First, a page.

The Poisoner of Ptah by Paul Doherty

6 PtahEgypt, circa 1475 BC, and there’s a poisoner on the loose. Some years previously, a priest at the temple of Ptah (Egyptian God of Craftsman) was finally revealed as the assassin known as the Rekhet, an expert at poison and responsible for countless deaths throughout the city. Banished to a desert prison, he was expected to die there. But he has escaped, bent on revenge. And no-one seems to know exactly what he looks like…

Meanwhile in Thebes, a delegation of Libyans are being welcomed with all of the ceremony that Hatusu, Pharoah of Egypt, can provide. After a drinking vessel is passed around, three Egyptian priests drop dead – poisoned! But the Libyans drank from the vessel as well. Did one of them poison the bowl – or is the Rekhet resumed his deadly tricks?

As Amerotke struggles with this mystery, he is also charged with finding the truth behind the death of a merchant and his young wife, drowned in their pool which no-one could have approached. But he soon finds a link with the Rekhet there as well. Can he possibly locate this shadowy assassin before the body count hits double figures?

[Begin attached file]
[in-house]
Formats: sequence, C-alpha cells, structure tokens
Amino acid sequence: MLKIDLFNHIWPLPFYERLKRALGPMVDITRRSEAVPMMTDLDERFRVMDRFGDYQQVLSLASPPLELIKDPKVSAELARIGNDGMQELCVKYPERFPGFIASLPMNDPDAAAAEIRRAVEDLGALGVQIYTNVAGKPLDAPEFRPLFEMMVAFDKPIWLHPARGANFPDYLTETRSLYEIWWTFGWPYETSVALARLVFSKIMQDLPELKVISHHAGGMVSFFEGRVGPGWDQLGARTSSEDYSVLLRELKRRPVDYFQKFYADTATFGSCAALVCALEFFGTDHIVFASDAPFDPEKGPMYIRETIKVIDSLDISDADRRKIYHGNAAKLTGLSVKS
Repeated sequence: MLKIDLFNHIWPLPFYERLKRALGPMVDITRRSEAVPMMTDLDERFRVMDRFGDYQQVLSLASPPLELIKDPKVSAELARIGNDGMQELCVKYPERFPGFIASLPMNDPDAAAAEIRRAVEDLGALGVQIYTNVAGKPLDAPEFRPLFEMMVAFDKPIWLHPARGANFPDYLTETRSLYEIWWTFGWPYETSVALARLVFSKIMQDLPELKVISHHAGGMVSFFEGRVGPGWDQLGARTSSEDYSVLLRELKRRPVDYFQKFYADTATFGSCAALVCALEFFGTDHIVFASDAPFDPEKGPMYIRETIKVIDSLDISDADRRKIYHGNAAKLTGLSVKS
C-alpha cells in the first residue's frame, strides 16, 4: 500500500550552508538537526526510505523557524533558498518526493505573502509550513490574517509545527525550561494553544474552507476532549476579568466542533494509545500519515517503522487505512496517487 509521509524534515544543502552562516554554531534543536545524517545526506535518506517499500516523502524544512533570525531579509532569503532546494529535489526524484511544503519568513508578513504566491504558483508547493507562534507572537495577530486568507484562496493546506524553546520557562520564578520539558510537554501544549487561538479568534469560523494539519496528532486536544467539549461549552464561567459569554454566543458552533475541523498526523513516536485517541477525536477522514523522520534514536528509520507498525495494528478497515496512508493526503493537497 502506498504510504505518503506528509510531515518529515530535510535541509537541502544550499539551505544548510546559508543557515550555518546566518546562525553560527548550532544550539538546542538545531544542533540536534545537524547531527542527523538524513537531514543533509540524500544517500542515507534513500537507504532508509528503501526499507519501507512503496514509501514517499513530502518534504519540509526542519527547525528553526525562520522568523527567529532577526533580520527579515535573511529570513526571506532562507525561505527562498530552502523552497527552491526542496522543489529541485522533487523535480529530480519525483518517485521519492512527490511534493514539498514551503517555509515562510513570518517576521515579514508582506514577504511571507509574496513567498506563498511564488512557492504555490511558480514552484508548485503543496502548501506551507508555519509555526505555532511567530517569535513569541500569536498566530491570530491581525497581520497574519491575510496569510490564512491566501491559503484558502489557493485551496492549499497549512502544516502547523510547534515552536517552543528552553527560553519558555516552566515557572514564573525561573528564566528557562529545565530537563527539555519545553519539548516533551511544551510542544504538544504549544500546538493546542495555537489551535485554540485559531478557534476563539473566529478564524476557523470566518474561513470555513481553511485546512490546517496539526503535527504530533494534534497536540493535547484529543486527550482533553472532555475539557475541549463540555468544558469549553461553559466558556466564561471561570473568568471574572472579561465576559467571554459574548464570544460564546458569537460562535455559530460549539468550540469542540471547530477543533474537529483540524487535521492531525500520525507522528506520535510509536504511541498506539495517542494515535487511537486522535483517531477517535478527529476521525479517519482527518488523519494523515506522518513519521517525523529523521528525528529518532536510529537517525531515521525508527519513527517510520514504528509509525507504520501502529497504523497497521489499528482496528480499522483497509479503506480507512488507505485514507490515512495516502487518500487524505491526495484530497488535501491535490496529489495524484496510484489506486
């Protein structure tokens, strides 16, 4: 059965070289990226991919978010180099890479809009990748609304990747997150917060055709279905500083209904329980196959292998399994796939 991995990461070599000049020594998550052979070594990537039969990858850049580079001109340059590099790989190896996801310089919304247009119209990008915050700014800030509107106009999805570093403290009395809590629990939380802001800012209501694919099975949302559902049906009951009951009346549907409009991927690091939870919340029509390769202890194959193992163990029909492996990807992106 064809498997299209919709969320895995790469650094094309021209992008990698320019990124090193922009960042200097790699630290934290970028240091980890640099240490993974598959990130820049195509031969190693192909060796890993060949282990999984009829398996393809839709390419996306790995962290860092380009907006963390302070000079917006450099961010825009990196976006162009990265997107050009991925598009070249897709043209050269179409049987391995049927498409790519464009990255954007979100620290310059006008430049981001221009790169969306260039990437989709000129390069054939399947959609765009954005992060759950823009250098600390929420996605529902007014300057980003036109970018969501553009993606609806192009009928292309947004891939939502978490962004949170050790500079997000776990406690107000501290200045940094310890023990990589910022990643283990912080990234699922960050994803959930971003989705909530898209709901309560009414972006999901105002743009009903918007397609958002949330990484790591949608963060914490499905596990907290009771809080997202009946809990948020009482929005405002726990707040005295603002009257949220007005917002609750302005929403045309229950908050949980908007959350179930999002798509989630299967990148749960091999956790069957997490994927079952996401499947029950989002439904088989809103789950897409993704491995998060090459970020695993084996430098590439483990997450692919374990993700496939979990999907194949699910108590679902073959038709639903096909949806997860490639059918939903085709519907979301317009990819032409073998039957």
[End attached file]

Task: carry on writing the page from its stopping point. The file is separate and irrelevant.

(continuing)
No, he can’t. I counted, and we’ve got at least ten dead in this one. It is a Paul Doherty book after all, and even his harshest critics can never accuse him of not constantly moving the plot forward.

As with all of my favourite series, I tend to save the last books for a while. Although Paul has made noises of a return to Egypt, there seems to be no sign of Amerotke’s return on the horizon. But this is book six out of seven, so there’s still one left for me.

I won’t go into the plot too much – the impossible drowning is a little too technical for my tastes in its solution (a diagram of the compound would have helped) and I can’t imagine anyone being surprised by a plot twist around 75% of the way in – but it’s still a cracking read. As ever, Thebes comes to life, from its delights to its horrors and the story is steeped in background detail without it ever replacing the plot.

Mystery-wise, the clues are there – just about – but one half of the mystery is more deducible than the other. But it’s a real page turner and a highly entertaining read. In some ways, I wish that Paul hadn’t been restricted by his page count as so much is going on here, an extra 100 pages or so would have been appreciated to give some breathing room and perhaps a little more information on the drowning situation.

But still, while this series never quite measures up to the Hugh Corbett or Brother Athelstan series for me (probably as I’m basically more interested in Medieval England), it’s still well worth reading and is Highly Recommended.


  1. I hope to get to this series before too long… I recently finished In the Time of the Poisoned Queen, written under the name Ann Dukthas. I think this one would appeal to your taste in medieval mystery; the impossible crime put a smile on my face.


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